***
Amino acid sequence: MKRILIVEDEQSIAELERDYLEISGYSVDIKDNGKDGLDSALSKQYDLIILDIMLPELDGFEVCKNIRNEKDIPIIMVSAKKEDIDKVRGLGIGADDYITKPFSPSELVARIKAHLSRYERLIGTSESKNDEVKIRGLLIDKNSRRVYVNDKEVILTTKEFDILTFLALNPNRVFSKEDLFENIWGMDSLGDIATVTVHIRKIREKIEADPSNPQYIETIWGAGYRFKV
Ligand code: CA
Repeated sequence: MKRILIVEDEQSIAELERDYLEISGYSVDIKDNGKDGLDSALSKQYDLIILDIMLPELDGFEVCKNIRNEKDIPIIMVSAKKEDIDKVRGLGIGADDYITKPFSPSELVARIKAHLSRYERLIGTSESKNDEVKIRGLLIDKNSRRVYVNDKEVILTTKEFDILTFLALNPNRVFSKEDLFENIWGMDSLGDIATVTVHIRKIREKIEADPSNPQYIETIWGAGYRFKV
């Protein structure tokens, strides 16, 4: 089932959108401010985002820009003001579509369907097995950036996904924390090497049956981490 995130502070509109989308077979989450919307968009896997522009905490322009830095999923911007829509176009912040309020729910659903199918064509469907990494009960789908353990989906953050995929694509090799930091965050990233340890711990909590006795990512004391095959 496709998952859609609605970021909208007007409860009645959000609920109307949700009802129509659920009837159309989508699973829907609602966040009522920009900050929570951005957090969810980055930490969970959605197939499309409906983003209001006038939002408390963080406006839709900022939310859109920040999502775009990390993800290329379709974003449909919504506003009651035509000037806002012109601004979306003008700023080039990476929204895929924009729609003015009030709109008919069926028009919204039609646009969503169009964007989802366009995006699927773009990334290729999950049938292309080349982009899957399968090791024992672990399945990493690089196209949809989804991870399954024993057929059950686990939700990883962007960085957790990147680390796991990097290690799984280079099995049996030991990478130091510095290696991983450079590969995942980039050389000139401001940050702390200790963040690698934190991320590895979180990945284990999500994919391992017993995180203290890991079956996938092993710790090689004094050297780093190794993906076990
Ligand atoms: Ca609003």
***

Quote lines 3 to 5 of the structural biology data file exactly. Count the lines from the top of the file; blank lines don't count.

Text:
Repeated sequence: MKRILIVEDEQSIAELERDYLEISGYSVDIKDNGKDGLDSALSKQYDLIILDIMLPELDGFEVCKNIRNEKDIPIIMVSAKKEDIDKVRGLGIGADDYITKPFSPSELVARIKAHLSRYERLIGTSESKNDEVKIRGLLIDKNSRRVYVNDKEVILTTKEFDILTFLALNPNRVFSKEDLFENIWGMDSLGDIATVTVHIRKIREKIEADPSNPQYIETIWGAGYRFKV
């Protein structure tokens, strides 16, 4: 089932959108401010985002820009003001579509369907097995950036996904924390090497049956981490 995130502070509109989308077979989450919307968009896997522009905490322009830095999923911007829509176009912040309020729910659903199918064509469907990494009960789908353990989906953050995929694509090799930091965050990233340890711990909590006795990512004391095959 496709998952859609609605970021909208007007409860009645959000609920109307949700009802129509659920009837159309989508699973829907609602966040009522920009900050929570951005957090969810980055930490969970959605197939499309409906983003209001006038939002408390963080406006839709900022939310859109920040999502775009990390993800290329379709974003449909919504506003009651035509000037806002012109601004979306003008700023080039990476929204895929924009729609003015009030709109008919069926028009919204039609646009969503169009964007989802366009995006699927773009990334290729999950049938292309080349982009899957399968090791024992672990399945990493690089196209949809989804991870399954024993057929059950686990939700990883962007960085957790990147680390796991990097290690799984280079099995049996030991990478130091510095290696991983450079590969995942980039050389000139401001940050702390200790963040690698934190991320590895979180990945284990999500994919391992017993995180203290890991079956996938092993710790090689004094050297780093190794993906076990
Ligand atoms: Ca609003």